But is it art?

The girl sits on the bed, spine arched backwards, leg kicked high in the air. Dressed in denim shorts and black leather boots, her slim frame is tanned and lithe. She seems amused at her own audacity: her mouth is open in a cabaret gasp, her tongue licking her lips suggestively while wisps of blonde hair frame her face.

leg-up-lighter2This photograph, by Valerie Phillips, is one of 68 currently on show in Jaguarshoes bar, near Old Street. The exhibition, entitled “You’re so sexy baby – shut the fuck up” is made up of photographs of Lacy, a girl from Oklahoma, whom Ms Phillips met while researching one of her books and who has since become one of her most prolific subjects. What has caused controversy is that in most of the pictures, Lacey is between 13 and 16 years old.

The previously unseen images range from Lacey looking after horses on a farm to more controversial images of her in a glamourous dress posing on a table or wearing a bikini in a swimming pool. The images are possessing, attractive, and so all the more disturbing when a second glance reveals that the seductress is a nymphet in her early teens. Yet outright condemnation misunderstands the issue.

The exhibition, which takes its title from a conversation between Lacy and her boyfriend at the breakfast table, in which he said “You’re so sexy baby”, to which she replied “shut the fuck up”, has been met with mixed reviews. The bar reports to have received several comments from customers perturbed by the pictures, although no official complaints have been lodged.

Steve, a barman at Jaguarshoes, says that one of them was from a man purporting to be from the NSPCC, which has offices nearby. He says: “Yeah, he wasn’t too happy about it. But that’s art – that’s what it’s supposed to do.” The NSPCC say that they have no official position on the matter.

Ms Phillips, an internationally-recognised photographer who divides her time between New York and London, says she is baffled by the complaints. “I always think it’s really funny that something so uncontroversial could cause so much controversy,” she says. “People aren’t comfortable with portraying the natural process of growing up. People want to be alarmed by things that aren’t the slightest bit alarming.”

swimmingpool-lighter6As a professional photographer, Ms Phillips has published four books of her own work, as well as fashion shoots for British Elle, Nylon magazine and artwork for the single Indian Summer by the Manic Street Preachers. She believes that many people are uncomfortable with real-life depictions of teenage sexuality outside of the mainstream media.

She says: “I think it’s really interesting that people can deal with it when it’s a big celebrity on a poster in a bus shelter. Meanwhile I’ve got this girl who for all intents and purposes isn’t wearing anything particularly revealing who’s in her mid-teens and suddenly people are shocked.”

However, punters at the Jaguarshoes bar seemed unfazed by the collage of pictures across the walls. Maria, 23, from Old Street, says: “There’s so much art that’s more provocative than that. All girls try to be sexualised at that age.”

Rob, 24, who lives nearby, thinks people are only uncomfortable because of their own reactions. Pointing to one that shows Lacey dressed in a bikini lying in a swimming pool he says: “At first I thought: ‘That’s fit’. Then, when I saw how old she was, I thought: ‘Oh, that’s a bit wrong.’ But I think it’s excessive for people to complain.”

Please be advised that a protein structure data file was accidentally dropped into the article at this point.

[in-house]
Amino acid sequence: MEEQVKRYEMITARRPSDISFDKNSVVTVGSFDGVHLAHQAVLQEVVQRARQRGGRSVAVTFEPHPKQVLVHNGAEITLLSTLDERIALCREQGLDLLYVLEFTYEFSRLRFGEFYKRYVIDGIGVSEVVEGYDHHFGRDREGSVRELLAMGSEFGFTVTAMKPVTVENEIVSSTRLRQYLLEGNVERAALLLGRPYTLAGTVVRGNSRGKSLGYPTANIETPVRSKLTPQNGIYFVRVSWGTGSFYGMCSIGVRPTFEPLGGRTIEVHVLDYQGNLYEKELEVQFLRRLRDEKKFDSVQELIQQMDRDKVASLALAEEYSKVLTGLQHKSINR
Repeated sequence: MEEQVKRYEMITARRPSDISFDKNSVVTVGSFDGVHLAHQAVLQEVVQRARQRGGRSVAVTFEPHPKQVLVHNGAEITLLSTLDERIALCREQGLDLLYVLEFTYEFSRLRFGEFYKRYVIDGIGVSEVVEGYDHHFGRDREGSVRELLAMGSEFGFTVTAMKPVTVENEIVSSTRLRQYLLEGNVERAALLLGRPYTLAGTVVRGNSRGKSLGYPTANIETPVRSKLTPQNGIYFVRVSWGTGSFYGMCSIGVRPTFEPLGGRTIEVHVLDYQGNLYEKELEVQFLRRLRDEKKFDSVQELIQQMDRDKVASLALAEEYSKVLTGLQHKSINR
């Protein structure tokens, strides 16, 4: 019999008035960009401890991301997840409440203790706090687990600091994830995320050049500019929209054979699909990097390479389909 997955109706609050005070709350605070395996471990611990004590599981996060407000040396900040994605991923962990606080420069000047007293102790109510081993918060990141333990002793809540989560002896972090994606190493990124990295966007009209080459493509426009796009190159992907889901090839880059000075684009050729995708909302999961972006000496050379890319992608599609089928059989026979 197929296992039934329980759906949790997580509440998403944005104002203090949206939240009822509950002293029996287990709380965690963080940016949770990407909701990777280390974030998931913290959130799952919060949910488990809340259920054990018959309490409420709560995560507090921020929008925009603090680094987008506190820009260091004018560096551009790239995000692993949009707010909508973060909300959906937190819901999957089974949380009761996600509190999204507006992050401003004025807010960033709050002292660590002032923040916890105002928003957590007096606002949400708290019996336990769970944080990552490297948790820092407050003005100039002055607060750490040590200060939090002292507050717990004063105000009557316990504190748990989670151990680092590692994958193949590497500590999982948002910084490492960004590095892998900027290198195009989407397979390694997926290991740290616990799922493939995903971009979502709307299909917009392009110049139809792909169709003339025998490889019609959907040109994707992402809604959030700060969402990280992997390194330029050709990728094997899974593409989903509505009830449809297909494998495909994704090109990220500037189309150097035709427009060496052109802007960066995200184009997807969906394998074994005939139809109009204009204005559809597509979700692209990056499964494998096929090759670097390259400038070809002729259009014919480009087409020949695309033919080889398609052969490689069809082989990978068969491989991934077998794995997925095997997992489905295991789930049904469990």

A spokesperson for Jaguarshoes says: “We have received no formal complaints and do not expect to.”


3 Responses to “But is it art?”

  1. 1 Ruba Asfahani April 22, 2009 at 2:40 pm

    the argument over whether something is art or not will go on for centuries. they did it with homosexuality in the renaissance, aids in the 80s and 90s, and paedophilia in more recent times. no-one will ever be satisfied and ultimately, art was created to be subjective, to be controversial, and to be an “eye of the beholder” experience. at least we have the freedom to say what we think and feel. problem comes about when people react in an extreme manner.

    • 2 Caroline April 22, 2009 at 3:21 pm

      I would generally agree, but while I hate prudishness in all its forms, especially because it mainly harms the children, but when it comes to something like this there is the potential for children to be expolited and that is very dangerous territory. Where is the line between something beautiful that features a child a a picture of a child purely for the purpose of sexual titilation?

      I completely agree with Valerie’s point about how people today can’t deal with seeing ‘unpackaged’ teen sexuality outside of the cultural norm of celebrity and that peopl’s own reactions are often largely down to guilt at their own attraction but I think that there has to at least be an awareness of who might see what and the effect it might have. Take the youtube video of the little girl dancing to Beyonce…

  2. 3 Ruba Asfahani April 22, 2009 at 3:32 pm

    well i guess i can’t argue with that. i would never want anyone to look at images like that and feel … whats the word… feverish!? but at the same time, how far can a nation go to censor something. what is construed as paedophilic by one person can be seen as art by another. louis theroux pointed that out in the documentary with that guys wall. but you and valerie are of course right. people can’t handle it. living in fear. and yeah… that youtube video of the little girl is another perfect example. an innocent home video of someone’s child can be completely taken the wrong way. unfortunately. it just shows us what society has evolved into..

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